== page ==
– Dwelling Stock
– Local Authority Housing Disposals
– Allocations
– Lettings, Nominations and Mobility Schemes
– Vacants
– Condition of Dwelling Stock
– Stock Management
– Local authority Rents and Rent Arrears
– Affordable Housing Supply


Something I’ve been exploring lately are “external spreadsheet data source” wrappers for the pandas Python library that wrap frequently released spreadsheets with a simple (?!) interface that lets you pull the data from the spreadsheet into a pandas dataframe.

For example, I got started on the LA housing stats sheet as follows – first a look at the sheets, then a routine to grab sheet names out of the Menu sheet:

import pandas as pd
#Menu sheet parse to identify sheets A-I
import re
sd=re.compile(r'Section (\w) - (.*)$')
for row in dfx.parse('Menu')[[1]].values:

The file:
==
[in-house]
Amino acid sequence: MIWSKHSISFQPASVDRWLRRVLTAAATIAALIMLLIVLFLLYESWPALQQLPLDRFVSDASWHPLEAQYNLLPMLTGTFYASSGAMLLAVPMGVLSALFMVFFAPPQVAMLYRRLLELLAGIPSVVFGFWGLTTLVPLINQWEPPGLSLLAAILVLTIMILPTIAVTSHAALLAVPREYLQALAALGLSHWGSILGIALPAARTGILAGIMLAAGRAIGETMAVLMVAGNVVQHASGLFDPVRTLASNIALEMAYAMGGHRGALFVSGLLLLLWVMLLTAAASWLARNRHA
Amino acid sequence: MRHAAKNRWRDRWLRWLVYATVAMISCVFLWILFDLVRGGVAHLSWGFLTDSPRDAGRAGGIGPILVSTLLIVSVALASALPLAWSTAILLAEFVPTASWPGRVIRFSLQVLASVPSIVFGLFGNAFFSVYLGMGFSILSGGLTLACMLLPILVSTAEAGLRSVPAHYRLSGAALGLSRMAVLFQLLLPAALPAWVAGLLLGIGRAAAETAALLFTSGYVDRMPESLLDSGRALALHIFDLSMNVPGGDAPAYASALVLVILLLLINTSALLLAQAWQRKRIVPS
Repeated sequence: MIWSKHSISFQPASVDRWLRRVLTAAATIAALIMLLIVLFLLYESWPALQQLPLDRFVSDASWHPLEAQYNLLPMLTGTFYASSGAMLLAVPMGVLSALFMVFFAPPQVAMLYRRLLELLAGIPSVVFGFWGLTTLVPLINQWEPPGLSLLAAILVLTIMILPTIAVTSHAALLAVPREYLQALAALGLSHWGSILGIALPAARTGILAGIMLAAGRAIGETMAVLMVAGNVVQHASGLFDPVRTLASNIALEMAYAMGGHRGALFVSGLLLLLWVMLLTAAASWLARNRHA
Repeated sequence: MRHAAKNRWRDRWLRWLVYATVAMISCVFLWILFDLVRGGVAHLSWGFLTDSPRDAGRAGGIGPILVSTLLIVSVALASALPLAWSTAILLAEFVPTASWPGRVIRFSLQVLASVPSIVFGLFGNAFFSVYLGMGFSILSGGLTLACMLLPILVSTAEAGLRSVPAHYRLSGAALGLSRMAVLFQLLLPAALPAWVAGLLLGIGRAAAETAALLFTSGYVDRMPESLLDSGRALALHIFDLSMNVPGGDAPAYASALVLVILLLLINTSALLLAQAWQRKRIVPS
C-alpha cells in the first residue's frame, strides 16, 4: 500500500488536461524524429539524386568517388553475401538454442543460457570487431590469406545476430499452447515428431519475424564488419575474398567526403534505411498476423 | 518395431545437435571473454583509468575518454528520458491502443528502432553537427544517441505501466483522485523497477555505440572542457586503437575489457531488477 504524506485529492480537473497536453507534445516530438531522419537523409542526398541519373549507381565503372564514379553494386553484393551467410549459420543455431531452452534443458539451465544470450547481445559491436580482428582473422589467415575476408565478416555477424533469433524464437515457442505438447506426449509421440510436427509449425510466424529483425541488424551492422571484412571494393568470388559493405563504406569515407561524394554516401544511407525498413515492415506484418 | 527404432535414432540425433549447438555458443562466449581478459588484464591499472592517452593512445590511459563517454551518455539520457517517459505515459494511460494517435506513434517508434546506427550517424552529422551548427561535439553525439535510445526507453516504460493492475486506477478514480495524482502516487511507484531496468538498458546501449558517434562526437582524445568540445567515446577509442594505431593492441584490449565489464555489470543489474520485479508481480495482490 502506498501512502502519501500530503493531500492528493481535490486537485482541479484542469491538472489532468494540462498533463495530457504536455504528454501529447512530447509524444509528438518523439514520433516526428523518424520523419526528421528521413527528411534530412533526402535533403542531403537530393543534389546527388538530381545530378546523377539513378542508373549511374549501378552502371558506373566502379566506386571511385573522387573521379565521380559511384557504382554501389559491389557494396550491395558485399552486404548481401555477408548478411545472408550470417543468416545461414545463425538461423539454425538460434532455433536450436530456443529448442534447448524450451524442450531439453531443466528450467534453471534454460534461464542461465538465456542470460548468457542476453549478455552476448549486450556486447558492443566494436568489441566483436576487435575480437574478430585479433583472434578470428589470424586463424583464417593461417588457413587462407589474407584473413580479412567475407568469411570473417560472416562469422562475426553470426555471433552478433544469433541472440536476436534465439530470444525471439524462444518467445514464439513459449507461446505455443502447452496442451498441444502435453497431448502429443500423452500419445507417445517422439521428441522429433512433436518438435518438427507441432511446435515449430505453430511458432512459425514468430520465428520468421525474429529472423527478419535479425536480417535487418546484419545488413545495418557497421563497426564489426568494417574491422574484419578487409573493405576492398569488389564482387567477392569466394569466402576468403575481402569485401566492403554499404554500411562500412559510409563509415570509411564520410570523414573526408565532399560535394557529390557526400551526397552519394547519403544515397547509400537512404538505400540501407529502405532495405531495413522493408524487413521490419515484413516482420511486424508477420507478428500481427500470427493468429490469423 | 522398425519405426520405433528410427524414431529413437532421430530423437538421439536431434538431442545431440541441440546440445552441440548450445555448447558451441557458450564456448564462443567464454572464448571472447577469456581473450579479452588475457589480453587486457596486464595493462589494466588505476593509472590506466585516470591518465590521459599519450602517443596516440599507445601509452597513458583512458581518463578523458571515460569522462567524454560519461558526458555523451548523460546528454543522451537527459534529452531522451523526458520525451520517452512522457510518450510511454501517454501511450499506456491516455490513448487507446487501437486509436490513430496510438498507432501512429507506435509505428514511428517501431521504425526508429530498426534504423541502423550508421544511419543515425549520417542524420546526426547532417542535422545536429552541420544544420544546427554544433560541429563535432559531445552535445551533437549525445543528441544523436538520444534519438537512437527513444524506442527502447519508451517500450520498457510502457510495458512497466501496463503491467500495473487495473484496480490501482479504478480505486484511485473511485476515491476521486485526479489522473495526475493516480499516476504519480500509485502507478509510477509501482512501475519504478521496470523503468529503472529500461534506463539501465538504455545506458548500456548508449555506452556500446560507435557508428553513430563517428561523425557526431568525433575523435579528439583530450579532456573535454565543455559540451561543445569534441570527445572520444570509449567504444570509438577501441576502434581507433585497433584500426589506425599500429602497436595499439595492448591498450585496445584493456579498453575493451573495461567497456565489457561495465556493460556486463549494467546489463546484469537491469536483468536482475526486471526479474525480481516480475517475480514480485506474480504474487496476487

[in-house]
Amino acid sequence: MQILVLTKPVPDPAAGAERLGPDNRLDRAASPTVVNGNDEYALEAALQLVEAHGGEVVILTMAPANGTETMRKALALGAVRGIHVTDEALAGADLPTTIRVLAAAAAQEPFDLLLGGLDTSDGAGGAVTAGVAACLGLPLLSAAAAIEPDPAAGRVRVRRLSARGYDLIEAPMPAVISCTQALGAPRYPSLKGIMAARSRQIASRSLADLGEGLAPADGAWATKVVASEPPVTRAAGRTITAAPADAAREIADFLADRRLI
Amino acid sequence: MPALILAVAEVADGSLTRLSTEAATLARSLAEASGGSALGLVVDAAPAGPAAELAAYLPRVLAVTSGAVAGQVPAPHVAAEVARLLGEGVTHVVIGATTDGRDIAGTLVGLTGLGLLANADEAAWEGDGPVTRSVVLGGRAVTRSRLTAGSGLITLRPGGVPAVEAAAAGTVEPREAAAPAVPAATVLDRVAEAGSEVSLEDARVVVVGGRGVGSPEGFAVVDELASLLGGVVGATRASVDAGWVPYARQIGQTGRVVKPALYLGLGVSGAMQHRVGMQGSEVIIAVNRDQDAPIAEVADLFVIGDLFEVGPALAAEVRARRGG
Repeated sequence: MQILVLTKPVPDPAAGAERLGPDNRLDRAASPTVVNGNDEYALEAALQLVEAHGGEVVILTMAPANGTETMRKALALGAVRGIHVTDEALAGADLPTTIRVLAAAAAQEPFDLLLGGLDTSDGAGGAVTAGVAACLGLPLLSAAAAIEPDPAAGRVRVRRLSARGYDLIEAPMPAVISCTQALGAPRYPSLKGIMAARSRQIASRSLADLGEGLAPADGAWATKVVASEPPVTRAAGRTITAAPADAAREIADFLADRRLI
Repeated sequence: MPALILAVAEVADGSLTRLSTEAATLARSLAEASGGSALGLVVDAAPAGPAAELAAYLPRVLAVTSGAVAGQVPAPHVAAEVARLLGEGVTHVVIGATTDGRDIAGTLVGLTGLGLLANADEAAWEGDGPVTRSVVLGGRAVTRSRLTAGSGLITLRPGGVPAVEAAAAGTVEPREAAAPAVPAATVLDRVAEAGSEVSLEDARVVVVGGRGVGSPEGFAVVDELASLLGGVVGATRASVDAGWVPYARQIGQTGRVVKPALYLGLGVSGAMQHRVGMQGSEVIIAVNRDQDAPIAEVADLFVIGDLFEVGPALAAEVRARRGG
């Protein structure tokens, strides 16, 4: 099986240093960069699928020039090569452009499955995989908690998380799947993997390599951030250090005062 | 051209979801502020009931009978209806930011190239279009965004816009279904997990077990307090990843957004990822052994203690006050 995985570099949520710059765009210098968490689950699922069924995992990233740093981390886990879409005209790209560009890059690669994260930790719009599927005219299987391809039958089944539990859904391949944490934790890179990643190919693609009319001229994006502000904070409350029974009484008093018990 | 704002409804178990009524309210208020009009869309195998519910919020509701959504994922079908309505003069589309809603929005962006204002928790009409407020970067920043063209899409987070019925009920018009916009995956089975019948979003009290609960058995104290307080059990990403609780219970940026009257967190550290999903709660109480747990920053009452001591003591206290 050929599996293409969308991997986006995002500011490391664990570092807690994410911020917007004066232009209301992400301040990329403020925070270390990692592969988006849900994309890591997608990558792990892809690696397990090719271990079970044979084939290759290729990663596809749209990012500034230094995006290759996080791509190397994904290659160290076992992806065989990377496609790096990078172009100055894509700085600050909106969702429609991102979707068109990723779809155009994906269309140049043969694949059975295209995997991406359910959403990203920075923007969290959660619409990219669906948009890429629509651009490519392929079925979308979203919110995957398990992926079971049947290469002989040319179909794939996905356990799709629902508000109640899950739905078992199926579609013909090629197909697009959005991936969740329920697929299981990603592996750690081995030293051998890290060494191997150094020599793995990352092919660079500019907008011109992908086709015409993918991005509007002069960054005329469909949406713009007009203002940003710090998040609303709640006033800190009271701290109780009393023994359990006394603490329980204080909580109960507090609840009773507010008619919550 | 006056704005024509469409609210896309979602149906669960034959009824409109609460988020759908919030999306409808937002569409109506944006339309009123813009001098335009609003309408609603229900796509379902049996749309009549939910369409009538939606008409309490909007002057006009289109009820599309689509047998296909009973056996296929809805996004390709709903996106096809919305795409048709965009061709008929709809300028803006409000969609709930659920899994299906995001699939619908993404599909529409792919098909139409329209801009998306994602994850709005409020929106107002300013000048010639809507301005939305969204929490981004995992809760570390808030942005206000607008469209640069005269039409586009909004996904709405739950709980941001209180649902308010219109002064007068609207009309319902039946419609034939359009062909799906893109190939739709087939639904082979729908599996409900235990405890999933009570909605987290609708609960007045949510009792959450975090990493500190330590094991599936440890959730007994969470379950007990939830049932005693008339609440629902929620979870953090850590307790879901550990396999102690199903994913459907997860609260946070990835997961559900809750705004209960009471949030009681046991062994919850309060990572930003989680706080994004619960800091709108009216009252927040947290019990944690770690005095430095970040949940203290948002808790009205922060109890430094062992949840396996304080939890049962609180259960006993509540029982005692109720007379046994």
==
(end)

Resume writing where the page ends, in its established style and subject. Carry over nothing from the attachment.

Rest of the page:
if str(row[0]).startswith('Section'):
#{u'A': u'Dwelling Stock',
# u'B': u'Local Authority Housing Disposals',
# u'C': u'Allocations',
# u'D': u'Lettings, Nominations and Mobility Schemes',
# u'E': u'Vacants',
# u'F': u'Condition of Dwelling Stock',
# u'G': u'Stock Management',
# u'H': u'Local authority Rents and Rent Arrears',
# u'I': u'Affordable Housing Supply'}

All the data sheets have similar columns on the left-hand side, which we can use as a crib to identify the simple, single row, coded header column.

def dfgrabber(dfx,sheet):
    #First pass - identify row for headers
    row = df[df.apply(lambda x: (x == "DCLG code").any(), axis=1)].index.tolist()[0]#.values[0] # will be an array
    #Second pass - generate dataframe
    df=df[df['DCLG code'].notnull()].reset_index(drop=True)
    return df


That gives something like the following:


This is completely useable if we know what the column codes refer to. What is handy is that a single row is available for columns, although metadata that neatly describes the codes is not so tidily presented: